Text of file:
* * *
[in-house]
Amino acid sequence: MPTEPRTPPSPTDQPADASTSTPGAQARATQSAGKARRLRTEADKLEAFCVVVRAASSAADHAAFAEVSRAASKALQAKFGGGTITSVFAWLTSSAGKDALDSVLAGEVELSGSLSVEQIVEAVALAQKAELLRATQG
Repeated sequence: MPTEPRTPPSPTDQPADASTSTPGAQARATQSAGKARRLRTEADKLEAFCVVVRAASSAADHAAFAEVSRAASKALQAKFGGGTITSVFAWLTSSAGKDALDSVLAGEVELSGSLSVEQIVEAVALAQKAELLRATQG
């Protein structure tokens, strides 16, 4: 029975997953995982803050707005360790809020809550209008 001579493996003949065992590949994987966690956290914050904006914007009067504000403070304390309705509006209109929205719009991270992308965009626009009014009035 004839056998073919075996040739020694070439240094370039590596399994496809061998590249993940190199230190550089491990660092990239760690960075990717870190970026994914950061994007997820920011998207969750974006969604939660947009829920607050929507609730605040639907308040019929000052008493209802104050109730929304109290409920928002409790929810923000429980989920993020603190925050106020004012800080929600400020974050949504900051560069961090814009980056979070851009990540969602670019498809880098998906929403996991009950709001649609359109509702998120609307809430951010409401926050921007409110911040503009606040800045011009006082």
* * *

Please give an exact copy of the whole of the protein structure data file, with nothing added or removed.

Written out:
[in-house]
Amino acid sequence: MPTEPRTPPSPTDQPADASTSTPGAQARATQSAGKARRLRTEADKLEAFCVVVRAASSAADHAAFAEVSRAASKALQAKFGGGTITSVFAWLTSSAGKDALDSVLAGEVELSGSLSVEQIVEAVALAQKAELLRATQG
Repeated sequence: MPTEPRTPPSPTDQPADASTSTPGAQARATQSAGKARRLRTEADKLEAFCVVVRAASSAADHAAFAEVSRAASKALQAKFGGGTITSVFAWLTSSAGKDALDSVLAGEVELSGSLSVEQIVEAVALAQKAELLRATQG
């Protein structure tokens, strides 16, 4: 029975997953995982803050707005360790809020809550209008 001579493996003949065992590949994987966690956290914050904006914007009067504000403070304390309705509006209109929205719009991270992308965009626009009014009035 004839056998073919075996040739020694070439240094370039590596399994496809061998590249993940190199230190550089491990660092990239760690960075990717870190970026994914950061994007997820920011998207969750974006969604939660947009829920607050929507609730605040639907308040019929000052008493209802104050109730929304109290409920928002409790929810923000429980989920993020603190925050106020004012800080929600400020974050949504900051560069961090814009980056979070851009990540969602670019498809880098998906929403996991009950709001649609359109509702998120609307809430951010409401926050921007409110911040503009606040800045011009006082």